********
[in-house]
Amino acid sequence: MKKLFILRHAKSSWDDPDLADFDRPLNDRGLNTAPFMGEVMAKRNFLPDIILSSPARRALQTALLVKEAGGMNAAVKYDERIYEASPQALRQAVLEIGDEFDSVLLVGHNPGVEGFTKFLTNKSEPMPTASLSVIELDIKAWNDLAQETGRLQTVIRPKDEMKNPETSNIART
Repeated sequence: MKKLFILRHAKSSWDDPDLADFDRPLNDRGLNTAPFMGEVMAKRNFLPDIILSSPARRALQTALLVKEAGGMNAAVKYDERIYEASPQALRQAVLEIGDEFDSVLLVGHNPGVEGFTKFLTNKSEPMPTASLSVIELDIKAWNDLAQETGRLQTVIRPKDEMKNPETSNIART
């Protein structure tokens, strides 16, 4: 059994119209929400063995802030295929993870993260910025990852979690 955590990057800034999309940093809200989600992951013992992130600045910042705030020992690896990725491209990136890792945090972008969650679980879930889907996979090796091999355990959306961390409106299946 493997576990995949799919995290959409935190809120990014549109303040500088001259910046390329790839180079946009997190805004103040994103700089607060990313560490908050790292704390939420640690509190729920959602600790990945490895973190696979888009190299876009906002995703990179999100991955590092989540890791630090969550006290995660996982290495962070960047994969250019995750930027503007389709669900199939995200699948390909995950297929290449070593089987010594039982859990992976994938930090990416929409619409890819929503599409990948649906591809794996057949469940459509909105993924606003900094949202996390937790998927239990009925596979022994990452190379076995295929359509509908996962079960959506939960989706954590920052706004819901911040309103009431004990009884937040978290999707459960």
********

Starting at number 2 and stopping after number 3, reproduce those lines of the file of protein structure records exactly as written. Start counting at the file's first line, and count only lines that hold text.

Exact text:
Amino acid sequence: MKKLFILRHAKSSWDDPDLADFDRPLNDRGLNTAPFMGEVMAKRNFLPDIILSSPARRALQTALLVKEAGGMNAAVKYDERIYEASPQALRQAVLEIGDEFDSVLLVGHNPGVEGFTKFLTNKSEPMPTASLSVIELDIKAWNDLAQETGRLQTVIRPKDEMKNPETSNIART
Repeated sequence: MKKLFILRHAKSSWDDPDLADFDRPLNDRGLNTAPFMGEVMAKRNFLPDIILSSPARRALQTALLVKEAGGMNAAVKYDERIYEASPQALRQAVLEIGDEFDSVLLVGHNPGVEGFTKFLTNKSEPMPTASLSVIELDIKAWNDLAQETGRLQTVIRPKDEMKNPETSNIART